A quick note: This post is done in partnership with Longfield Gardens, where I’ve been getting my fall-planted bulbs from for probably a decade (well before they knew I existed). Thanks to Longfield for the support. All words and thoughts are, as usual, my own.
Bear with me for a moment here, because I have startling news: It’s time to think about next spring. But to think about next spring you have to think about fall. And if you’re anything like me the very last thing you are interested in thinking about right now is anything other than the summer we’re currently enjoying.
But it’s time to order fall-planted bulbs.
Whether this is a task you look forward to or one you simply endure, I promise you you’re going to thank me come next spring when you have a yard full of gorgeous blooms.
I planted a LOT of bulbs last year, perhaps about 1,500, but I’ve blocked out the actual number because I’ll admit it was a grind to get them all planted. Funny, though, all that had been forgotten come April. The vast majority of those went in a large new garden area so this year I’ll worry more about just adding a few here and there to that space.
What was striking to me was how planting in that quantity and in clumps, versus individually, instantly made the garden look more mature. It’s a technique I think I’ll rely on from now on. It was also easier to plant them because I just dug a hole with the shovel and popped 15 or so bulbs in at once.
I also chose a limited palette of bulbs, grouping ‘Jetfire’ and ‘Silver Smiles’ daffodils with muscari which created a great sense of repetition throughout the garden. Normally I wouldn’t have been able to show so much restraint in the face of all those amazing daffodils out in the world, but after amassing quite a collection of them throughout the years, I feel like I have a good variety represented in the garden to make some gorgeous bouquets and just enjoy walking around looking at them.
I also rediscovered a love of tulips this year by planting them in a new way. Because of intense deer pressure in my garden, tulips are off limits most places, but not inside the vegetable garden fence. This spring I grew them in the skinny in-ground beds that run the length of the garden, instead of the raised beds as I had done in previous years. This left the beds open for me to plant seeds early in the beds and the tulips were finished by the time the strawberries and raspberries that grow in the ground needed the space.
The key to tulips, in my opinion, is quantity. I planted 700 in those skinny beds and could have used even more. I planted the ‘Brilliant Mix’ and added in a few deep purple tulips as well, and the color was so welcome at that time of the year.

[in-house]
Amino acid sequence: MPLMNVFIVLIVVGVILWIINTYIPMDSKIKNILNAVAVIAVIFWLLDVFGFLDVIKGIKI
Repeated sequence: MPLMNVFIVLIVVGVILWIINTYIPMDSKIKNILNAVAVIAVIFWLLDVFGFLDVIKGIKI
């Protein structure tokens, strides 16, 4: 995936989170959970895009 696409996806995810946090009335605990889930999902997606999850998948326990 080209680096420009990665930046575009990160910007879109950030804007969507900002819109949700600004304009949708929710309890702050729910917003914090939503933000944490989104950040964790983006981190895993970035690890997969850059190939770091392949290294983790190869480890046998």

The other different thing I did with bulbs last year was to select bulbs that mostly bloom at the same time, which isn’t something I’d typically recommend. It makes sense to select bulbs that blooms at a variety of times so the great spring display is stretched out. But I’ve learned that in my garden, where spring takes a long time to show up, it can be helpful to have bulbs in different areas of the garden bloom all at once to make clean up easier and to provide a big show.
I make an exception to that with alliums, which I’m happy to have blooming as long as possible. I have so many favorites: ‘Purple Sensation’ for its reseeding habit that creates colonies of alliums in the garden over time, ‘Mount Everest’ for it’s architectural white globes, ‘Nigrum’ with its dome-shaped white flowers and, this year, I rediscovered my love for ‘Christophii’, which looks as much like a sparkler as any flower could.
Although daffodils, tulips and alliums make up the vast majority of my fall-planted bulbs, it’s fun to play around a bit with more unusual bulbs, such as the Fritillaria above. I can’t think of another bulb that will demand attention like that one one. It does want great drainage, so I was pleasantly surprised when it bloomed a second year (I plant these bulbs, which have a dimple, on their side, so that they don’t sit with water in them). I also planted lots of Anemone blanda last year, a cute little woodland plant that should make its way around the spring garden.
So here’s what I ordered for this fall:
Other fun stuff:
So what’s on your fall-bulb planting list?
OK, now that you’ve placed your bulb order (seriously, just do it so you’re not sad in fall), I return to you to your regular summer gardening program.